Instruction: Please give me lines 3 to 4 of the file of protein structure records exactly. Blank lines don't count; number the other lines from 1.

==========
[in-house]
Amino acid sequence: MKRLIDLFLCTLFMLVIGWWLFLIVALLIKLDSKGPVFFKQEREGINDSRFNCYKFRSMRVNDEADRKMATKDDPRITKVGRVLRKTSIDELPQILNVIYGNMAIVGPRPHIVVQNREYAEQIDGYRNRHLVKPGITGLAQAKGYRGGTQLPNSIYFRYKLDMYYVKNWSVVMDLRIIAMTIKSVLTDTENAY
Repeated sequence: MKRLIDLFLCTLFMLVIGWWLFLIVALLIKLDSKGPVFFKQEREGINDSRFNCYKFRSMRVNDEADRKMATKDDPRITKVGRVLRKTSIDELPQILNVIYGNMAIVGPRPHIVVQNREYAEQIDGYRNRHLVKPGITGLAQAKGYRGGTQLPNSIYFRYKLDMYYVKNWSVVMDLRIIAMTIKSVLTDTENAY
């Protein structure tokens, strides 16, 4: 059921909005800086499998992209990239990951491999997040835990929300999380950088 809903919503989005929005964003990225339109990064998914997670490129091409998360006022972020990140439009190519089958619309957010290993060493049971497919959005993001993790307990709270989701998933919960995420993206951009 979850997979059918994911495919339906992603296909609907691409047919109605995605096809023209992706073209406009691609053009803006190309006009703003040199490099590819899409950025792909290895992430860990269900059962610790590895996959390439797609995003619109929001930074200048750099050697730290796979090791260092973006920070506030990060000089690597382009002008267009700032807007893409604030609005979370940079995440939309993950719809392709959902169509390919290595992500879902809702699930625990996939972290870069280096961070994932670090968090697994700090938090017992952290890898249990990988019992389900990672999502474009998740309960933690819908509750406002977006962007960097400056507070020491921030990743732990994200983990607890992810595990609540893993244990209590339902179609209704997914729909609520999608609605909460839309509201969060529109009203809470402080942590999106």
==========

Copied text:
Repeated sequence: MKRLIDLFLCTLFMLVIGWWLFLIVALLIKLDSKGPVFFKQEREGINDSRFNCYKFRSMRVNDEADRKMATKDDPRITKVGRVLRKTSIDELPQILNVIYGNMAIVGPRPHIVVQNREYAEQIDGYRNRHLVKPGITGLAQAKGYRGGTQLPNSIYFRYKLDMYYVKNWSVVMDLRIIAMTIKSVLTDTENAY
């Protein structure tokens, strides 16, 4: 059921909005800086499998992209990239990951491999997040835990929300999380950088 809903919503989005929005964003990225339109990064998914997670490129091409998360006022972020990140439009190519089958619309957010290993060493049971497919959005993001993790307990709270989701998933919960995420993206951009 979850997979059918994911495919339906992603296909609907691409047919109605995605096809023209992706073209406009691609053009803006190309006009703003040199490099590819899409950025792909290895992430860990269900059962610790590895996959390439797609995003619109929001930074200048750099050697730290796979090791260092973006920070506030990060000089690597382009002008267009700032807007893409604030609005979370940079995440939309993950719809392709959902169509390919290595992500879902809702699930625990996939972290870069280096961070994932670090968090697994700090938090017992952290890898249990990988019992389900990672999502474009998740309960933690819908509750406002977006962007960097400056507070020491921030990743732990994200983990607890992810595990609540893993244990209590339902179609209704997914729909609520999608609605909460839309509201969060529109009203809470402080942590999106």